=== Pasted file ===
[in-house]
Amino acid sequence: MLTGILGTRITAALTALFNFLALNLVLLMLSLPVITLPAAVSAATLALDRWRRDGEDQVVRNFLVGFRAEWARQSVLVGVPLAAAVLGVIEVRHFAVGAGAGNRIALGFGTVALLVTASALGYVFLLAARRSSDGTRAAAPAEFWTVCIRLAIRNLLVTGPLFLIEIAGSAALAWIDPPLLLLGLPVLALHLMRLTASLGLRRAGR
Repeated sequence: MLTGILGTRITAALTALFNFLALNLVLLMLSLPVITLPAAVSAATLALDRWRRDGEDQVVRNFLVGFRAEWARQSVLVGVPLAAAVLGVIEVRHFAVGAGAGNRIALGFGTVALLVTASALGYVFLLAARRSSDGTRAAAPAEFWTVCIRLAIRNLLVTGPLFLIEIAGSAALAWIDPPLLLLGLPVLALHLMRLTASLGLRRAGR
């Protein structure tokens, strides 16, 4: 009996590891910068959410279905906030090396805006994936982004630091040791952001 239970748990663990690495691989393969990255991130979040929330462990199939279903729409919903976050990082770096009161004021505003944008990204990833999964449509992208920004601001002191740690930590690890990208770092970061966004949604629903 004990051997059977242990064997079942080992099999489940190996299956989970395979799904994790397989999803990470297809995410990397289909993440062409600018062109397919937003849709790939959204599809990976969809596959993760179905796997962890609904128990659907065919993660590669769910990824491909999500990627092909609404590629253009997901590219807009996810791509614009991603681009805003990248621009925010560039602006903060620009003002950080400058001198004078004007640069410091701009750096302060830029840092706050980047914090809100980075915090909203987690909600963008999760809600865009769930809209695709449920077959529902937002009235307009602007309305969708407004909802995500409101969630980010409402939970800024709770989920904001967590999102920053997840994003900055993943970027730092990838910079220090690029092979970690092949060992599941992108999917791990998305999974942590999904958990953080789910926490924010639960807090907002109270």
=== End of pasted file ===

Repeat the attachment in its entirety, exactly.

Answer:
[in-house]
Amino acid sequence: MLTGILGTRITAALTALFNFLALNLVLLMLSLPVITLPAAVSAATLALDRWRRDGEDQVVRNFLVGFRAEWARQSVLVGVPLAAAVLGVIEVRHFAVGAGAGNRIALGFGTVALLVTASALGYVFLLAARRSSDGTRAAAPAEFWTVCIRLAIRNLLVTGPLFLIEIAGSAALAWIDPPLLLLGLPVLALHLMRLTASLGLRRAGR
Repeated sequence: MLTGILGTRITAALTALFNFLALNLVLLMLSLPVITLPAAVSAATLALDRWRRDGEDQVVRNFLVGFRAEWARQSVLVGVPLAAAVLGVIEVRHFAVGAGAGNRIALGFGTVALLVTASALGYVFLLAARRSSDGTRAAAPAEFWTVCIRLAIRNLLVTGPLFLIEIAGSAALAWIDPPLLLLGLPVLALHLMRLTASLGLRRAGR
């Protein structure tokens, strides 16, 4: 009996590891910068959410279905906030090396805006994936982004630091040791952001 239970748990663990690495691989393969990255991130979040929330462990199939279903729409919903976050990082770096009161004021505003944008990204990833999964449509992208920004601001002191740690930590690890990208770092970061966004949604629903 004990051997059977242990064997079942080992099999489940190996299956989970395979799904994790397989999803990470297809995410990397289909993440062409600018062109397919937003849709790939959204599809990976969809596959993760179905796997962890609904128990659907065919993660590669769910990824491909999500990627092909609404590629253009997901590219807009996810791509614009991603681009805003990248621009925010560039602006903060620009003002950080400058001198004078004007640069410091701009750096302060830029840092706050980047914090809100980075915090909203987690909600963008999760809600865009769930809209695709449920077959529902937002009235307009602007309305969708407004909802995500409101969630980010409402939970800024709770989920904001967590999102920053997840994003900055993943970027730092990838910079220090690029092979970690092949060992599941992108999917791990998305999974942590999904958990953080789910926490924010639960807090907002109270």